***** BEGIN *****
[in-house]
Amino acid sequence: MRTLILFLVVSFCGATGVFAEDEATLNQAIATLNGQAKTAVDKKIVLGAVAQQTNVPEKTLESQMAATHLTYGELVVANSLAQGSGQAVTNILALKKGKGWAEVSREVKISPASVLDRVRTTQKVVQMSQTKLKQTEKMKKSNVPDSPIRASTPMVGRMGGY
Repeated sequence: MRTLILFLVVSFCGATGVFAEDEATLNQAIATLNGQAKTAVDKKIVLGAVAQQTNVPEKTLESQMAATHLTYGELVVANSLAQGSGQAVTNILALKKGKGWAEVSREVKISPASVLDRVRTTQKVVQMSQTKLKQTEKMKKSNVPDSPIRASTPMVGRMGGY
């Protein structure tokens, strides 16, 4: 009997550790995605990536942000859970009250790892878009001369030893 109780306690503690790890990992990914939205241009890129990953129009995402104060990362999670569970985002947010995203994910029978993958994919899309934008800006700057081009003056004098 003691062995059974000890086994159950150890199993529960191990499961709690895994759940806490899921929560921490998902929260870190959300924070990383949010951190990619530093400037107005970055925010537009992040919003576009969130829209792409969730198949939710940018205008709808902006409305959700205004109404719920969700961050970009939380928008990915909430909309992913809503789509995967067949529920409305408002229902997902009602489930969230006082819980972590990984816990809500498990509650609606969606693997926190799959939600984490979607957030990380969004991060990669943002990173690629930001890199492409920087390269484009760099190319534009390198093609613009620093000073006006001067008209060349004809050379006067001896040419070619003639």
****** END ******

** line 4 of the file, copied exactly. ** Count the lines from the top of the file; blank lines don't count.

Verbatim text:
């Protein structure tokens, strides 16, 4: 009997550790995605990536942000859970009250790892878009001369030893 109780306690503690790890990992990914939205241009890129990953129009995402104060990362999670569970985002947010995203994910029978993958994919899309934008800006700057081009003056004098 003691062995059974000890086994159950150890199993529960191990499961709690895994759940806490899921929560921490998902929260870190959300924070990383949010951190990619530093400037107005970055925010537009992040919003576009969130829209792409969730198949939710940018205008709808902006409305959700205004109404719920969700961050970009939380928008990915909430909309992913809503789509995967067949529920409305408002229902997902009602489930969230006082819980972590990984816990809500498990509650609606969606693997926190799959939600984490979607957030990380969004991060990669943002990173690629930001890199492409920087390269484009760099190319534009390198093609613009620093000073006006001067008209060349004809050379006067001896040419070619003639």